A unique opportunity has become available to join one of Australia’s most well respected and fastest growing international development organisations – The Fred Hollows Foundation. Working across 26 countries, our vision is for a world where no one is needlessly blind. We have an ambitious 5-year strategic plan that aims to take The Foundation even closer to realising our vision of ending avoidable blindness.
In order to help us achieve our vision, we are looking for a Project Manager to join our Pakistan team. Reporting to the Country Manager, The Project Manager will be accountable for the successful delivery of our Trachoma Elimination Project in Pakistan. This will involve the effective management and coordination of partners and other stakeholders. In this exciting new position you will be accountable for working with our implementing partners in Pakistan in the areas of project planning, implementation, monitoring and evaluation to ensure the effective implementation and coordination of a number of project activities.
The successful candidate will bring a strong background in program cycle management and leadership, along with highly developed communication skills. We are looking to recruit a talented local professional who understands the Pakistan health sector and has the passion and drive to make a significant contribution to ending avoidable blindness in the region.
To be successful in this role you will have:
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The Fred Hollows Foundation now works in more than 25 countries and has restored sight to over two million people worldwide. This couldn’t have been achieved without the overwhelming support of the Australian public. We’re as determined now as ever to end avoidable blindness. 4 out of 5 people who are blind don't need to be – there remains so much to do.
The Foundation has been working in Pakistan since 1998. Since then, we have worked to build local capacity through strong and wide-ranging partnerships to help the local eye health system become capable of looking after the country’s own eye care needs. We have also worked to develop and support national and provincial coordination systems for effective eye care planning and implementation.
Since 1998 The Foundation has helped develop 50 comprehensive eye units by training health workers, providing equipment/medical instruments, refurbishing hospitals, supporting systems and running community awareness campaigns.
The Australian Agency for International Development (AusAID) has been the main funder of The Foundation’s work in Pakistan.
AusAID funded The Foundation’s first national program to address cataract, “Microsurgical Training Program for Cataract’’, from 1998 to 2001 across the country. In this process, more than 120 eye units were developed for the delivery of cataract services.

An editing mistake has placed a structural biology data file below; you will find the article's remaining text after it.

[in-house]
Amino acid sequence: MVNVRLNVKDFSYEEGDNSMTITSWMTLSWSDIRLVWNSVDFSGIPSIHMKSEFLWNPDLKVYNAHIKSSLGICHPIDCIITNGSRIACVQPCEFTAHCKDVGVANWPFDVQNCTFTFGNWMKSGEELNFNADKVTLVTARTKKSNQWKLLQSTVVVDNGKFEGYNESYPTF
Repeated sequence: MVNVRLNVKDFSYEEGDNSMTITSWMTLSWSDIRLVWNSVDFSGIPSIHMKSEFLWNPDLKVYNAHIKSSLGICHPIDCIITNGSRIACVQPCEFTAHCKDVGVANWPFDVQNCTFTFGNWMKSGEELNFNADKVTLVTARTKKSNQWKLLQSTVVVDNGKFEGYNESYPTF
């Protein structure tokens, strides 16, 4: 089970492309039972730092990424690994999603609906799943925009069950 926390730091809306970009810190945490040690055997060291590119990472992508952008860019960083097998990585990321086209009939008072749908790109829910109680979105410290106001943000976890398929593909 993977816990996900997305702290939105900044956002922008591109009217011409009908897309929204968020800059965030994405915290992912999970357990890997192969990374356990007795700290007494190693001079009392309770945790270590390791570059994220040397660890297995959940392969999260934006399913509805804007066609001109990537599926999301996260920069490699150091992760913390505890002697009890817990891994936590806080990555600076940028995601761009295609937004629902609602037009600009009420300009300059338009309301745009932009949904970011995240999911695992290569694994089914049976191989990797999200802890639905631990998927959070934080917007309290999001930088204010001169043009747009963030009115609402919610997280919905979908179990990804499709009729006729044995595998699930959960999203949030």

From 2002 to 2013 AusAID provided two rounds of funding for “Pakistan Australia District Eye Care Project’’ (PADEC). This was to strengthen the district-based eye care systems through the provision of human resource development, equipment, systems development and advocacy campaigns.
The Australian Government is also supporting our work with the Government of Pakistan on a five-year project called the “Pakistan-Australia Sub-specialty Eye Care’’ (PASEC) Project, launched in 2009. This project has resulted in the establishment of childhood and diabetes-related blindness sub-specialty services in existing tertiary eye units at both district and provincial levels across the country, and developed referral mechanisms and community awareness to increase demand for these services. The project has supported the provision of new equipment, training for ophthalmic teams in relevant sub-specialties, infrastructure upgrades and the development of new quality control systems.
The Pakistan program also involves building the capacity of "Comprehensive Eye Care" (CEC) Cells, through training and support in each province. The CEC Cells are able to support and guide the district community eye care programs. The setting up of these CEC Cells has enabled effective planning, implementation and monitoring of outcomes over time by the partners themselves. A major role for these Cells is supporting district headquarter hospitals by treating common eye diseases and promoting awareness and confidence in district-level ophthalmic services.
Through this kind of support The Foundation has helped progress the National Programme for Prevention of Blindness in Pakistan. The National Programme provided the major pieces of equipment to eye units at the tertiary, secondary and primary level across Pakistan, while the provincial governments provide the required human resources, space and running costs, and The Foundation has been filling the gaps in infrastructure, equipment and human resource development.
In Pakistan, due to low literacy, many fears and myths surround eye health treatment. In addition to this, women often won’t leave home to seek medical help for religious or cultural reasons. To address this, The Foundation has piloted the concept of female counsellors to encourage female patients to seek eye care services for themselves and their children.
The Foundation is currently working across all four provinces in Pakistan.